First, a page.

South African telecommunications giant MTN on Thursday said its subscriber base grew by 16 million customers last year to 233 million, good news for the embattled mobile operator.
MTN faces regulatory issues in some of the countries it operates in, including the largest, Nigeria.
A dispute erupted there when the central bank claimed that MTN had violated foreign exchange regulations by failing to obtain approval before sending funds overseas.
MTN holds operating licences in 21 countries in Africa and the Middle East.
“The markets in which we operate remain under-penetrated in terms of mobile services,” MTN said in a statement as the group presented its 2018 results.
“As we benefit from Africa’s young and growing population, we expect to maintain growth in the core voice business over the medium term.”
The jump in the number of subscribers pushed voice revenue up by 7.3 percent to 82.2 billion rand ($5.8 billion), the group said in a statement.
Overall group revenue for 2018 increased by 10.2 percent, it added.
MTN Ghana revenue grew 23 percent, MTN South Africa climbed 4.2 percent while MTN Uganda rose 8.9 percent.
In Nigeria, MTN’s subscriber base expanded by 11.3 percent from December 2017 to 58.2 million, supporting double-digit growth in service and data revenue.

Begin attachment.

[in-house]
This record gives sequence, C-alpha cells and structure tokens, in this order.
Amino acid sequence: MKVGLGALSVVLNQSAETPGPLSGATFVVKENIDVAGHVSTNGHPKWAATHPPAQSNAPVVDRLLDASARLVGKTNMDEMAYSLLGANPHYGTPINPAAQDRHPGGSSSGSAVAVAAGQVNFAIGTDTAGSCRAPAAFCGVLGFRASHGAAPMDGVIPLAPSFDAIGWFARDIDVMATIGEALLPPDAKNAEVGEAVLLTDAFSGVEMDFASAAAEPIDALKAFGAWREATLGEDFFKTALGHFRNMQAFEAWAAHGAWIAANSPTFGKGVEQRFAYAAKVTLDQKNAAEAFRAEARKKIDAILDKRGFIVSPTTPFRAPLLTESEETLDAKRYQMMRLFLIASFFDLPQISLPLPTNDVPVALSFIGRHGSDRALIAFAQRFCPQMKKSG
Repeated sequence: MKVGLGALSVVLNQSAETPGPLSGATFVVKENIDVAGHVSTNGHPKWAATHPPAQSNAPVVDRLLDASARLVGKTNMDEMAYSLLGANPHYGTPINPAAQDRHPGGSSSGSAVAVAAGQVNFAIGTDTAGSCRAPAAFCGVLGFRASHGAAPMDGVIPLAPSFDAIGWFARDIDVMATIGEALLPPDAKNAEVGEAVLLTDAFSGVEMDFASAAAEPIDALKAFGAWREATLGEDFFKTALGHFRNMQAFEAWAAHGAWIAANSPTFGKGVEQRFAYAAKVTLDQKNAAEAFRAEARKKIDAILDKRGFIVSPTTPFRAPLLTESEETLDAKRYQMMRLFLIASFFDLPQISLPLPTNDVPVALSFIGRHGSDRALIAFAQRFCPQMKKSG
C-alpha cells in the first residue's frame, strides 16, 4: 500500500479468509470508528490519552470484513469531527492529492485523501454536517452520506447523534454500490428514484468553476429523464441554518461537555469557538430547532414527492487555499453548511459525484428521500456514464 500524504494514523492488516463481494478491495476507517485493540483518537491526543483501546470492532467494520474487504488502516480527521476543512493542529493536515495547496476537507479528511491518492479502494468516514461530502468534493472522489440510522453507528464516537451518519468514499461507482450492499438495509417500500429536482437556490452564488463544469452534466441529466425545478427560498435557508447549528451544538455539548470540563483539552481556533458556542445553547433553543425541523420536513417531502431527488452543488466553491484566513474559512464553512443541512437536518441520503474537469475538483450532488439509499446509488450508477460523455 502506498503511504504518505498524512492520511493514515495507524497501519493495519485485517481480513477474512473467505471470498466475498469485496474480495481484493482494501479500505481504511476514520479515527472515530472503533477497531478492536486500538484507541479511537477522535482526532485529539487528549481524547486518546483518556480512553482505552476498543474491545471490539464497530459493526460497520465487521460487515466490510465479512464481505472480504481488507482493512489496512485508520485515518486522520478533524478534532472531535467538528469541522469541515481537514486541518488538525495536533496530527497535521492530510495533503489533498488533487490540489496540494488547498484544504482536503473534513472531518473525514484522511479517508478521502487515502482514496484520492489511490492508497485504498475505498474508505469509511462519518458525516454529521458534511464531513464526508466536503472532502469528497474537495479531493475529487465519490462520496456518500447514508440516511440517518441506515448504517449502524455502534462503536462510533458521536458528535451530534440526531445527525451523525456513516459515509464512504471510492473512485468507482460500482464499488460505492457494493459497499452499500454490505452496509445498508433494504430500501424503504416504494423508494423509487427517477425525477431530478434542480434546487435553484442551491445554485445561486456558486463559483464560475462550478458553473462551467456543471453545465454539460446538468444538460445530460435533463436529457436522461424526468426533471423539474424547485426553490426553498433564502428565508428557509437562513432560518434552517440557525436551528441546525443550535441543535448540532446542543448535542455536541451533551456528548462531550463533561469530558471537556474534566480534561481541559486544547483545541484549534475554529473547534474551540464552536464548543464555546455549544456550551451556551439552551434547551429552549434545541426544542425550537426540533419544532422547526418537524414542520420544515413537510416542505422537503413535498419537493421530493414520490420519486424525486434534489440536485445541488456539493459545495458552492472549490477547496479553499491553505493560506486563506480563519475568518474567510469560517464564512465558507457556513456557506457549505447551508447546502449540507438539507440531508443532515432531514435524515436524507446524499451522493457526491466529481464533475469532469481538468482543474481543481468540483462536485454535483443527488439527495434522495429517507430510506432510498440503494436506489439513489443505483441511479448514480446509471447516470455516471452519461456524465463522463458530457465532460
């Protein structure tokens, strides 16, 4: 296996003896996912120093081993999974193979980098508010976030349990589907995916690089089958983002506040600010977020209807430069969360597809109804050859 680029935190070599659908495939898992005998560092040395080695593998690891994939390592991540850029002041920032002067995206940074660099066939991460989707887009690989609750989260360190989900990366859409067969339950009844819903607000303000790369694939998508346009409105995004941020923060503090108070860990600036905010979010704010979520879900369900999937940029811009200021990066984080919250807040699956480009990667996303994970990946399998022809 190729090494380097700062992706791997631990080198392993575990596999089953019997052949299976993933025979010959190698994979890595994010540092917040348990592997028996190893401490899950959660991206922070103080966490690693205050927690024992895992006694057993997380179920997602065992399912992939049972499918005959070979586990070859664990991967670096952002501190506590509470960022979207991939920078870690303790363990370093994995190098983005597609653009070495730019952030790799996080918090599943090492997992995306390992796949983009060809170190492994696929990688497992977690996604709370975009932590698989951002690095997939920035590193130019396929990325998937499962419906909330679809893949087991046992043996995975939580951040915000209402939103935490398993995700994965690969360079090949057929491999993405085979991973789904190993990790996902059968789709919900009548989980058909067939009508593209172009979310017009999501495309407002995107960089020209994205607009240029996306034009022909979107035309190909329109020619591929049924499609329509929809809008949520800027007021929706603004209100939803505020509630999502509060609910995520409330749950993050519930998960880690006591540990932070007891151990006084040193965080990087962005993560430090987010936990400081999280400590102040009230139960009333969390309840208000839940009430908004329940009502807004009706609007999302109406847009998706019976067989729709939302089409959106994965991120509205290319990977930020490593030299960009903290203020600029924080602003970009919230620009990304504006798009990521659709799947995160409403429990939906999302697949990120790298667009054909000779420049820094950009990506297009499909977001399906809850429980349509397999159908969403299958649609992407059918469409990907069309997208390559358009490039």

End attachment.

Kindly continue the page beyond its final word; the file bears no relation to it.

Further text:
The mobile-phone company, which will be attending a court hearing into an alleged unpaid tax bill of about $2 billion this month, assured shareholders that plans to list on the Nigerian stock exchange in the first half of 2019 were on track.
This year four executives, including chief executive Wim Vanhelleputte, were deported from Uganda for “national security” reasons, according to Kampala police.
In Iran, MTN has been accused of paying bribes to South African and Iranian officials to secure a licence there in 2005.
This year the company plans to launch its own music streaming and instant messaging applications, and extend its mobile money business from 14 to 18 countries.